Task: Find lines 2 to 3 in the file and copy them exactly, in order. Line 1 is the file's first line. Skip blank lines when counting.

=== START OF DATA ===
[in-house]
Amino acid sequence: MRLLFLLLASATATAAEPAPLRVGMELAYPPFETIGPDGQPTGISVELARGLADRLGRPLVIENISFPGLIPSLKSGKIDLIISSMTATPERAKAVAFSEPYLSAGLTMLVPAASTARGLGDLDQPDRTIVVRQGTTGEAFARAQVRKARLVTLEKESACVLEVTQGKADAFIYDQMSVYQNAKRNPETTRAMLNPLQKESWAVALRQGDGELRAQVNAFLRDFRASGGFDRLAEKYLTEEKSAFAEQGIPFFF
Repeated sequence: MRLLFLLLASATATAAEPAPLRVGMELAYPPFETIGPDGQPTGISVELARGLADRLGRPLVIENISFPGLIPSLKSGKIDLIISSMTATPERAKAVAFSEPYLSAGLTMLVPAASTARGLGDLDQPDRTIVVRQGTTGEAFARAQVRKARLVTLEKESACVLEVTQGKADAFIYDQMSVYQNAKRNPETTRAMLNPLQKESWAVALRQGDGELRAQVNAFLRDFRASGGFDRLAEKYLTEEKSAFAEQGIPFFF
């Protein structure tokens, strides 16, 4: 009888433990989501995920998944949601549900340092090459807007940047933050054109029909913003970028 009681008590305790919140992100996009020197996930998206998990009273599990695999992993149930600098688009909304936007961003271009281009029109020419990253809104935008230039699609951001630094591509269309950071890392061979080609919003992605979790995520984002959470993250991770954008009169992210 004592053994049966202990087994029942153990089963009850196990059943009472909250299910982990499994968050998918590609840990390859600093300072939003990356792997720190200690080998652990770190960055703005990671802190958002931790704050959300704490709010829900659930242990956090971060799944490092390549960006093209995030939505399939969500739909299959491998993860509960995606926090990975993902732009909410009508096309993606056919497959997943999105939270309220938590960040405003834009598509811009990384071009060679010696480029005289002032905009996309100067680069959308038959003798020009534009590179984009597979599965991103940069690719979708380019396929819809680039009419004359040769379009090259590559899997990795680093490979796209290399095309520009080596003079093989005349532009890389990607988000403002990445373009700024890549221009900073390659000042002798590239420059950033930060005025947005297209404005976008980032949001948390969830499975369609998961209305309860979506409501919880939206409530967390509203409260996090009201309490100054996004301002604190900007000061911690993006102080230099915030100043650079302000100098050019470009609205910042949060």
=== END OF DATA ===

Amino acid sequence: MRLLFLLLASATATAAEPAPLRVGMELAYPPFETIGPDGQPTGISVELARGLADRLGRPLVIENISFPGLIPSLKSGKIDLIISSMTATPERAKAVAFSEPYLSAGLTMLVPAASTARGLGDLDQPDRTIVVRQGTTGEAFARAQVRKARLVTLEKESACVLEVTQGKADAFIYDQMSVYQNAKRNPETTRAMLNPLQKESWAVALRQGDGELRAQVNAFLRDFRASGGFDRLAEKYLTEEKSAFAEQGIPFFF
Repeated sequence: MRLLFLLLASATATAAEPAPLRVGMELAYPPFETIGPDGQPTGISVELARGLADRLGRPLVIENISFPGLIPSLKSGKIDLIISSMTATPERAKAVAFSEPYLSAGLTMLVPAASTARGLGDLDQPDRTIVVRQGTTGEAFARAQVRKARLVTLEKESACVLEVTQGKADAFIYDQMSVYQNAKRNPETTRAMLNPLQKESWAVALRQGDGELRAQVNAFLRDFRASGGFDRLAEKYLTEEKSAFAEQGIPFFF